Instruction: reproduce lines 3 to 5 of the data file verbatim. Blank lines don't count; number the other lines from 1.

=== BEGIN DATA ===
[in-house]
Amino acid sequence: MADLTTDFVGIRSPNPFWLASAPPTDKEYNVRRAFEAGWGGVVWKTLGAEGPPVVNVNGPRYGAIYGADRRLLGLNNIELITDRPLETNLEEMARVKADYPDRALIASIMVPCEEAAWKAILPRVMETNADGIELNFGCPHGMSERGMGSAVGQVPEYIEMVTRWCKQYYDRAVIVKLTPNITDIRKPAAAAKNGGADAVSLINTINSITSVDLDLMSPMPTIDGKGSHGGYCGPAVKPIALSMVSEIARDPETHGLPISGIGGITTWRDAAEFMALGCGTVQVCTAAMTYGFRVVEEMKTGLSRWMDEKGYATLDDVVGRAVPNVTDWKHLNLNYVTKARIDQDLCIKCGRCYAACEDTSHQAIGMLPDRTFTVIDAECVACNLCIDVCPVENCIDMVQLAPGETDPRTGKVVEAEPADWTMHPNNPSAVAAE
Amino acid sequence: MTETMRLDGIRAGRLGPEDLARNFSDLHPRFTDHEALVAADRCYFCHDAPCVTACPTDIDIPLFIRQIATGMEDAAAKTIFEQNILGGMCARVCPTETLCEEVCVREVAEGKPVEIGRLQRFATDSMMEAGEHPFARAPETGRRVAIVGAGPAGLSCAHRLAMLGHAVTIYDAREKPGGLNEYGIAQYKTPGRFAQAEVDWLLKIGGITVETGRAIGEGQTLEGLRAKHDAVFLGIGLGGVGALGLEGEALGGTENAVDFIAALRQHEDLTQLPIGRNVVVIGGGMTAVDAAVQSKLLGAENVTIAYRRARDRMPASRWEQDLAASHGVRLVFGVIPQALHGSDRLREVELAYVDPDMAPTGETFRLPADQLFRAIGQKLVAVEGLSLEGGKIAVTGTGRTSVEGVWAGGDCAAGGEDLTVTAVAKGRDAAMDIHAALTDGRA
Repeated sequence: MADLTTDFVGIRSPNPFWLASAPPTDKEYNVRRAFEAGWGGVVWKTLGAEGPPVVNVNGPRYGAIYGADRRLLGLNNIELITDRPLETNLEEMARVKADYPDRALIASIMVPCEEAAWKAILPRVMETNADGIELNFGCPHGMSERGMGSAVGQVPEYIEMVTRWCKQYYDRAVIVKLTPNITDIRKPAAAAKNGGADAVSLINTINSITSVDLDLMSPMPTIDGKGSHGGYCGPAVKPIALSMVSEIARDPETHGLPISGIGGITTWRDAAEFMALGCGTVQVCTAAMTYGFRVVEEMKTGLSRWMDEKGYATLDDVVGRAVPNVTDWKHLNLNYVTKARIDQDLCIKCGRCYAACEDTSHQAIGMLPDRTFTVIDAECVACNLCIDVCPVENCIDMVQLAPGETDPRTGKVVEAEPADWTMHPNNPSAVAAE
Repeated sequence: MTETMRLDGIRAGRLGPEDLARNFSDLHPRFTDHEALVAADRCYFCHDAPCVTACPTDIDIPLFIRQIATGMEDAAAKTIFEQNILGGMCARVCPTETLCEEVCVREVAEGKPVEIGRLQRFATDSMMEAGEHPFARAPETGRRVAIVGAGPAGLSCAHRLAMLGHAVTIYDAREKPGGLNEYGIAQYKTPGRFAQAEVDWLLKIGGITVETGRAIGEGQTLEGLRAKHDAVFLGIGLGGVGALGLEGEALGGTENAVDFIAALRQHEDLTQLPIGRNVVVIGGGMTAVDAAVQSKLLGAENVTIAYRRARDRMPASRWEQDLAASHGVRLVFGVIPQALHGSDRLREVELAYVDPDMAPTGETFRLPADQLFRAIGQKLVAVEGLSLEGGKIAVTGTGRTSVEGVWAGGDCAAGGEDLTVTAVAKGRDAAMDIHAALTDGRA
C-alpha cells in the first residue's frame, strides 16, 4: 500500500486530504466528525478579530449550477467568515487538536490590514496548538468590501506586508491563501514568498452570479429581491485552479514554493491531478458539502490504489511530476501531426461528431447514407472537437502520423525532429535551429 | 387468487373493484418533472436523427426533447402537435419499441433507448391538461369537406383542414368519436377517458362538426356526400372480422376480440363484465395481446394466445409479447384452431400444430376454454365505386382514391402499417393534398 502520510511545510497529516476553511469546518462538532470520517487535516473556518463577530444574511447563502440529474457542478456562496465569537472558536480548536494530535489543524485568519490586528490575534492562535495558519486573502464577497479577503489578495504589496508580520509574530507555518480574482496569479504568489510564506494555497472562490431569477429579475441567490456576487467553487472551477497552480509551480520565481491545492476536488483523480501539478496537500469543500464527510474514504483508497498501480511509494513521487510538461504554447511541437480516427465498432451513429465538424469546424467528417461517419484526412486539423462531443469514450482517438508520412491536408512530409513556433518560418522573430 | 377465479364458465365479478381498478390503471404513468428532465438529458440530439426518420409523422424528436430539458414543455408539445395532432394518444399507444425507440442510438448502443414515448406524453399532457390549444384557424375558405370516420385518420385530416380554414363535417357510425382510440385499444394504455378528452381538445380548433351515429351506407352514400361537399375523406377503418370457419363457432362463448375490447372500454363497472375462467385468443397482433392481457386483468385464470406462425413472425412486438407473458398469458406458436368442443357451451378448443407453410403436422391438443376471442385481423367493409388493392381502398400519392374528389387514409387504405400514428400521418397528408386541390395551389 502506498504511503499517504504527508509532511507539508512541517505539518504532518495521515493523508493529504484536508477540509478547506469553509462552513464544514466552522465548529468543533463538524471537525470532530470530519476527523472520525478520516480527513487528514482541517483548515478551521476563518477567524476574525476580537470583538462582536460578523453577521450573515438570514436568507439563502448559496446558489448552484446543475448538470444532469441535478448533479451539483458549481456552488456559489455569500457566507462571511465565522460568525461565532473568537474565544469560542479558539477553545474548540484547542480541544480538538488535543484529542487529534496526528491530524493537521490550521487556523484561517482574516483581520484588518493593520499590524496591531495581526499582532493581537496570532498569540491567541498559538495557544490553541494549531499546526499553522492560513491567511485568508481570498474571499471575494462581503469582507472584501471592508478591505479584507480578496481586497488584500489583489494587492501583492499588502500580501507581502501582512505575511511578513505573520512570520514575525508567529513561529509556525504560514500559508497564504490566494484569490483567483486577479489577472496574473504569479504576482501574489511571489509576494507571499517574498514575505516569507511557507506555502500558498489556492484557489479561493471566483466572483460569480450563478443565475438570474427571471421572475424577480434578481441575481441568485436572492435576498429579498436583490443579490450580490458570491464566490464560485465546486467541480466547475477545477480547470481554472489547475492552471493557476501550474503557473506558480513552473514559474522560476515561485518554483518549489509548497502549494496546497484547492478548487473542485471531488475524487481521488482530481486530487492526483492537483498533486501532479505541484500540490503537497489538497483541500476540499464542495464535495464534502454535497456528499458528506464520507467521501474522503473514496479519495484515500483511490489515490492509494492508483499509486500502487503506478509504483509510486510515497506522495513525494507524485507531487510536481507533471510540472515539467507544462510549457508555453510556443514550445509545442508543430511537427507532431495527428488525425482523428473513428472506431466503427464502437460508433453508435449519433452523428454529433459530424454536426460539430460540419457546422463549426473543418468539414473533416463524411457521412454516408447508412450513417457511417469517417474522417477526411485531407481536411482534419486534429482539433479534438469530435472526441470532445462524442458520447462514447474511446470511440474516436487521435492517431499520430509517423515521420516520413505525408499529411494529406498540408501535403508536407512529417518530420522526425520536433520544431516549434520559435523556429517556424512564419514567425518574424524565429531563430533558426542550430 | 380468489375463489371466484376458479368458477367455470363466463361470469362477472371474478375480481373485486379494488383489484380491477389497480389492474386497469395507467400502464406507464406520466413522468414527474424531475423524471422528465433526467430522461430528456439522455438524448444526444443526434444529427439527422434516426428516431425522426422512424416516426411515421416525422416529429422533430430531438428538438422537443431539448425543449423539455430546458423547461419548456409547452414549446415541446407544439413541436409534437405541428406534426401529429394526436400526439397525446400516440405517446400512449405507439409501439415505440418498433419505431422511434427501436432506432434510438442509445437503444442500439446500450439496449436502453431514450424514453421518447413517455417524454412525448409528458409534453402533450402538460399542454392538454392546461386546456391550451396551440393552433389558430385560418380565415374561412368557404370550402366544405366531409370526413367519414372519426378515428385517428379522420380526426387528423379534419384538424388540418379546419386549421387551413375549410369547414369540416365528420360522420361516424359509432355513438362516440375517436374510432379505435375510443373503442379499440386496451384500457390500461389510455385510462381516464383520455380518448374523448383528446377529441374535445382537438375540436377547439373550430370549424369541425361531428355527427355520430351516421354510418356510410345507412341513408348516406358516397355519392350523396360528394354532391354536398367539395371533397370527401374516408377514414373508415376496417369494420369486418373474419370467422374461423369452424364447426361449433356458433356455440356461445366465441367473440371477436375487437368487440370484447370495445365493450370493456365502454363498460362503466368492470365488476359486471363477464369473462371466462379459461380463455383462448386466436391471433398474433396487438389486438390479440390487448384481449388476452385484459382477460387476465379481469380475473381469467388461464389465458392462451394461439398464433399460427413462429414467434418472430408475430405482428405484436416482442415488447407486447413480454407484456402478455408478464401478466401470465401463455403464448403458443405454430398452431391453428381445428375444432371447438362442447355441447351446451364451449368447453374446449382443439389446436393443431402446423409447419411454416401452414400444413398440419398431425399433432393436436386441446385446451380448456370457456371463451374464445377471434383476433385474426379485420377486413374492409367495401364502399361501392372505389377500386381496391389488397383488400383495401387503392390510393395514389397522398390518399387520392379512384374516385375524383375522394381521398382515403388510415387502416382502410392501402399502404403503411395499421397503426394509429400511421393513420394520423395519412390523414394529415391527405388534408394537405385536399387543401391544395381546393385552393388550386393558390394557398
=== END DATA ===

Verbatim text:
Amino acid sequence: MTETMRLDGIRAGRLGPEDLARNFSDLHPRFTDHEALVAADRCYFCHDAPCVTACPTDIDIPLFIRQIATGMEDAAAKTIFEQNILGGMCARVCPTETLCEEVCVREVAEGKPVEIGRLQRFATDSMMEAGEHPFARAPETGRRVAIVGAGPAGLSCAHRLAMLGHAVTIYDAREKPGGLNEYGIAQYKTPGRFAQAEVDWLLKIGGITVETGRAIGEGQTLEGLRAKHDAVFLGIGLGGVGALGLEGEALGGTENAVDFIAALRQHEDLTQLPIGRNVVVIGGGMTAVDAAVQSKLLGAENVTIAYRRARDRMPASRWEQDLAASHGVRLVFGVIPQALHGSDRLREVELAYVDPDMAPTGETFRLPADQLFRAIGQKLVAVEGLSLEGGKIAVTGTGRTSVEGVWAGGDCAAGGEDLTVTAVAKGRDAAMDIHAALTDGRA
Repeated sequence: MADLTTDFVGIRSPNPFWLASAPPTDKEYNVRRAFEAGWGGVVWKTLGAEGPPVVNVNGPRYGAIYGADRRLLGLNNIELITDRPLETNLEEMARVKADYPDRALIASIMVPCEEAAWKAILPRVMETNADGIELNFGCPHGMSERGMGSAVGQVPEYIEMVTRWCKQYYDRAVIVKLTPNITDIRKPAAAAKNGGADAVSLINTINSITSVDLDLMSPMPTIDGKGSHGGYCGPAVKPIALSMVSEIARDPETHGLPISGIGGITTWRDAAEFMALGCGTVQVCTAAMTYGFRVVEEMKTGLSRWMDEKGYATLDDVVGRAVPNVTDWKHLNLNYVTKARIDQDLCIKCGRCYAACEDTSHQAIGMLPDRTFTVIDAECVACNLCIDVCPVENCIDMVQLAPGETDPRTGKVVEAEPADWTMHPNNPSAVAAE
Repeated sequence: MTETMRLDGIRAGRLGPEDLARNFSDLHPRFTDHEALVAADRCYFCHDAPCVTACPTDIDIPLFIRQIATGMEDAAAKTIFEQNILGGMCARVCPTETLCEEVCVREVAEGKPVEIGRLQRFATDSMMEAGEHPFARAPETGRRVAIVGAGPAGLSCAHRLAMLGHAVTIYDAREKPGGLNEYGIAQYKTPGRFAQAEVDWLLKIGGITVETGRAIGEGQTLEGLRAKHDAVFLGIGLGGVGALGLEGEALGGTENAVDFIAALRQHEDLTQLPIGRNVVVIGGGMTAVDAAVQSKLLGAENVTIAYRRARDRMPASRWEQDLAASHGVRLVFGVIPQALHGSDRLREVELAYVDPDMAPTGETFRLPADQLFRAIGQKLVAVEGLSLEGGKIAVTGTGRTSVEGVWAGGDCAAGGEDLTVTAVAKGRDAAMDIHAALTDGRA